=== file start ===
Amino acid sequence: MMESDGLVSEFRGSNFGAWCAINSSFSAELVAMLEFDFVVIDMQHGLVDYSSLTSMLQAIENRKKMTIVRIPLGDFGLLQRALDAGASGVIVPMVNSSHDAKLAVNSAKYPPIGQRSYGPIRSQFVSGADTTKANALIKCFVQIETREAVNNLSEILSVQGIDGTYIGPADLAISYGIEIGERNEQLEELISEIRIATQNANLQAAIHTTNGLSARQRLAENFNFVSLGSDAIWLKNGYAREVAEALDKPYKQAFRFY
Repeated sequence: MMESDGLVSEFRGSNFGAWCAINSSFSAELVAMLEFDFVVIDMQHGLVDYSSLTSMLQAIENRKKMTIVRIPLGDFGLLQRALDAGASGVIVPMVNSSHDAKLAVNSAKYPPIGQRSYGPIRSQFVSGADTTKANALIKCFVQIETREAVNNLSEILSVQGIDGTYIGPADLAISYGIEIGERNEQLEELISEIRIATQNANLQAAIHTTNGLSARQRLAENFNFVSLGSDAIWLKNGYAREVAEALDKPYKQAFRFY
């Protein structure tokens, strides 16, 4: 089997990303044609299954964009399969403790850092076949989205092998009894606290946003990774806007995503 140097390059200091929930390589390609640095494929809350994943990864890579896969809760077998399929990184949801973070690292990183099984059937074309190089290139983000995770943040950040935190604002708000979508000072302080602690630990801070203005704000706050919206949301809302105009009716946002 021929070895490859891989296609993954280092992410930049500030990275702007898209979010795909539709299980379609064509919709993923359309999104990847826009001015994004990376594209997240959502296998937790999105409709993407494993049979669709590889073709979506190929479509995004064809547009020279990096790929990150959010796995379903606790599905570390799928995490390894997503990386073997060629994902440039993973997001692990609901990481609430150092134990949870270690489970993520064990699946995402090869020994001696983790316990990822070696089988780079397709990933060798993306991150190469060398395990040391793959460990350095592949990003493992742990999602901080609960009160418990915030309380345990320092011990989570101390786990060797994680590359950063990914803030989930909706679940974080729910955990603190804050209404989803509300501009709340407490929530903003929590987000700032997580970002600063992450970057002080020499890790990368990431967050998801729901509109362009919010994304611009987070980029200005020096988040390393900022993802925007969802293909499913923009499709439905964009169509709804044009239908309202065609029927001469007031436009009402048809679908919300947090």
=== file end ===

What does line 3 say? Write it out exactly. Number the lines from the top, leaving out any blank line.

């Protein structure tokens, strides 16, 4: 089997990303044609299954964009399969403790850092076949989205092998009894606290946003990774806007995503 140097390059200091929930390589390609640095494929809350994943990864890579896969809760077998399929990184949801973070690292990183099984059937074309190089290139983000995770943040950040935190604002708000979508000072302080602690630990801070203005704000706050919206949301809302105009009716946002 021929070895490859891989296609993954280092992410930049500030990275702007898209979010795909539709299980379609064509919709993923359309999104990847826009001015994004990376594209997240959502296998937790999105409709993407494993049979669709590889073709979506190929479509995004064809547009020279990096790929990150959010796995379903606790599905570390799928995490390894997503990386073997060629994902440039993973997001692990609901990481609430150092134990949870270690489970993520064990699946995402090869020994001696983790316990990822070696089988780079397709990933060798993306991150190469060398395990040391793959460990350095592949990003493992742990999602901080609960009160418990915030309380345990320092011990989570101390786990060797994680590359950063990914803030989930909706679940974080729910955990603190804050209404989803509300501009709340407490929530903003929590987000700032997580970002600063992450970057002080020499890790990368990431967050998801729901509109362009919010994304611009987070980029200005020096988040390393900022993802925007969802293909499913923009499709439905964009169509709804044009239908309202065609029927001469007031436009009402048809679908919300947090």